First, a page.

The time is ripe for foreign investors to break into the Chinese senior care market and build their brand, but that doesn’t mean they’ll have an easy path to widespread cultural acceptance.
A couple different American investors and senior living providers are currently working on some senior care projects in China, including a joint venture between U.S.-based Emeritus and Columbia Pacific Advisors, Cascade Healthcare, which opened its first senior care center in Shanghai in October.
However, there are cultural barriers that need to be overcome in order to achieve success, says a China Daily article.
Traditional values hold that families care for their elderly in the home, rather than move them into a designated senior housing or care community. That may be changing, though, due to China’s “one child” policy and a world-wide surge in the senior population.
Chinese children are feeling pressured by what’s called the “421” family structure, says the article, where they’re responsible to take care of not just their parents, but also their grandparents. Many households are also dual-income, providing more budget flexibility and the ability to pay for senior care rather than provide it themselves.
The “real crunch” of this situation will come after 2015, according to Qu Qin, a lawyer with Shanghai Co-Effort Law Firm and editor of China Senior Housing and Care Newsletter—making now the “optimal time for foreign investors to enter the market,” says China Daily.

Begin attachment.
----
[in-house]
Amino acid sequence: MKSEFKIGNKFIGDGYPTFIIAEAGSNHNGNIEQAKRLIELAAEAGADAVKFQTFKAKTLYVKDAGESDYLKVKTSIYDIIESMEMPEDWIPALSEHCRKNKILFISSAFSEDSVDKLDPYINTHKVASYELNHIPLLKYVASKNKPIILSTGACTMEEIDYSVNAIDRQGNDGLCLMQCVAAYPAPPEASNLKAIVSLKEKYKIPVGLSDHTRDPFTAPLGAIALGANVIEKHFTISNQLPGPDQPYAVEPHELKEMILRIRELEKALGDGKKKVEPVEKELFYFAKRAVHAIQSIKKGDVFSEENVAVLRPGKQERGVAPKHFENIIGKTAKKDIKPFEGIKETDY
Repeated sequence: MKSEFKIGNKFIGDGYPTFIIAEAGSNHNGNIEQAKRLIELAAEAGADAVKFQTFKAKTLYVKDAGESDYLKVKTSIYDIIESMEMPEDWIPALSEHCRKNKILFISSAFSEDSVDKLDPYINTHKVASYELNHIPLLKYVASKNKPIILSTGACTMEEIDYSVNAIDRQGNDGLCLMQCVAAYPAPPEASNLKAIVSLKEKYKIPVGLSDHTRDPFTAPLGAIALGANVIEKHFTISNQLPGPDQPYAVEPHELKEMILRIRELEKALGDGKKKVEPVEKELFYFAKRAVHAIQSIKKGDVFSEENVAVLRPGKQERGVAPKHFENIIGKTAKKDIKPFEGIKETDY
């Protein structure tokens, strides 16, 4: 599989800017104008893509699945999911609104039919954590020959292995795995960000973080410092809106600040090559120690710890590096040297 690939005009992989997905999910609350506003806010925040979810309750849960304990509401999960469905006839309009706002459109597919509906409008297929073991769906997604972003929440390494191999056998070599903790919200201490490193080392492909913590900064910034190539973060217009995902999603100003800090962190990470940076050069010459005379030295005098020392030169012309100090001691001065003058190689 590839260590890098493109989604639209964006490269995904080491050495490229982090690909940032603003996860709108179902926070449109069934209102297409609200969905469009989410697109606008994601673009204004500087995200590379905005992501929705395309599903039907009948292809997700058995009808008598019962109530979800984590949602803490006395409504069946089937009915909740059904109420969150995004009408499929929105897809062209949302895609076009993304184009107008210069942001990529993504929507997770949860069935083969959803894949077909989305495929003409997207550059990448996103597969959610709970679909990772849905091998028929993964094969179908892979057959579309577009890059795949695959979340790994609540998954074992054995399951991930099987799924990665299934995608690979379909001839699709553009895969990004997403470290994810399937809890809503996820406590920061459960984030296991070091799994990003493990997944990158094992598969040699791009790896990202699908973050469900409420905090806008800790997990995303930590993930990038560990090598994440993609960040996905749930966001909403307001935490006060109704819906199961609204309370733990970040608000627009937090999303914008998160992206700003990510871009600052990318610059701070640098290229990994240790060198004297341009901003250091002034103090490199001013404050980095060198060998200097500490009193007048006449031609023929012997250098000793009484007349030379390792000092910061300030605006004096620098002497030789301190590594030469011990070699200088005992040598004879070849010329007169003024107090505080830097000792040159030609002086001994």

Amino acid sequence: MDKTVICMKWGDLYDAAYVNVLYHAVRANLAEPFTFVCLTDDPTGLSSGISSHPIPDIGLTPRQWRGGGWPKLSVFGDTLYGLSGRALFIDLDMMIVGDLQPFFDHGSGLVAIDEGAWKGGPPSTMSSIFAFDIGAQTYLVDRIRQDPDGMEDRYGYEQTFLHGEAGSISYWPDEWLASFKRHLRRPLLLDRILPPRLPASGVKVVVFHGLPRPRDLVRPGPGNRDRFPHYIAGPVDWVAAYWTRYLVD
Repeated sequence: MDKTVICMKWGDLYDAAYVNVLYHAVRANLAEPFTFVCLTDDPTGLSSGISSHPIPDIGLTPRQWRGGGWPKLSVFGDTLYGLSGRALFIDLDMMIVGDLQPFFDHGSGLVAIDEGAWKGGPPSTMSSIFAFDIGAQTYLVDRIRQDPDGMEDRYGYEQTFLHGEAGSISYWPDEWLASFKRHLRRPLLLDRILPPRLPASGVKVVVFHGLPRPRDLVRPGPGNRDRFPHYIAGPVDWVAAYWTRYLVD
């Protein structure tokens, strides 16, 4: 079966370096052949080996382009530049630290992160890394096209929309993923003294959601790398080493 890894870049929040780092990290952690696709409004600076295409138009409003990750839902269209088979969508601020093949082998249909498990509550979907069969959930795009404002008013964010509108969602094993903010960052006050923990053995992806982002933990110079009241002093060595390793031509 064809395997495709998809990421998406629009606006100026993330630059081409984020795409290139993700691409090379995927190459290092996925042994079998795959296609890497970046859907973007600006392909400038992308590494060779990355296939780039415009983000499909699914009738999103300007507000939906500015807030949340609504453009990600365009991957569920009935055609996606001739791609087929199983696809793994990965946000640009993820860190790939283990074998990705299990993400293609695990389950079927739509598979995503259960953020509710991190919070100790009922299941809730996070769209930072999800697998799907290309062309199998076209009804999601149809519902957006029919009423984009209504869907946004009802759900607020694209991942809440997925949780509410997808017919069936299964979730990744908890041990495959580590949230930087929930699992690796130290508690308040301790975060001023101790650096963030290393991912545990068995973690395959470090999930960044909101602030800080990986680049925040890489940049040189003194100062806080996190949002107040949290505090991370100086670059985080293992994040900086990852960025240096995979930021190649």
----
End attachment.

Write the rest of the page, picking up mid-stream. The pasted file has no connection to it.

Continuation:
“The timing at present is ripe for foreign investors to enter the market and build their brand,” Qu says.
Foreign—especially U.S.—senior care brands may enjoy better success in China because of a positive perception among middle-class families who can afford to pay for quality care, the article says.
However, because the nation’s current crop of senior care facilities have largely been government-sponsored and geared toward low-income families, there is a perception that assisted living communities are a sign of luxury—and that’s another cultural barrier foreign companies would have to cross.
If senior care companies want the private market to grow, they’ll have to convince younger generations that putting their parents into a senior living community isn’t necessarily a bad thing, Serena Xie, managing director of Cascade Healthcare, said in the article.
While China has a staggering 181 million seniors, foreign healthcare providers providing high-end, private pay services may only be able to target a small portion of those: About 90% of seniors are expected to “age in place” by remaining in their own homes or living with their children, and another 7% are expected to live in communities—usually government-funded—geared toward low-income seniors. That leaves only about 3% of the market, or 5.4 million Chinese seniors.
Written by Alyssa Gerace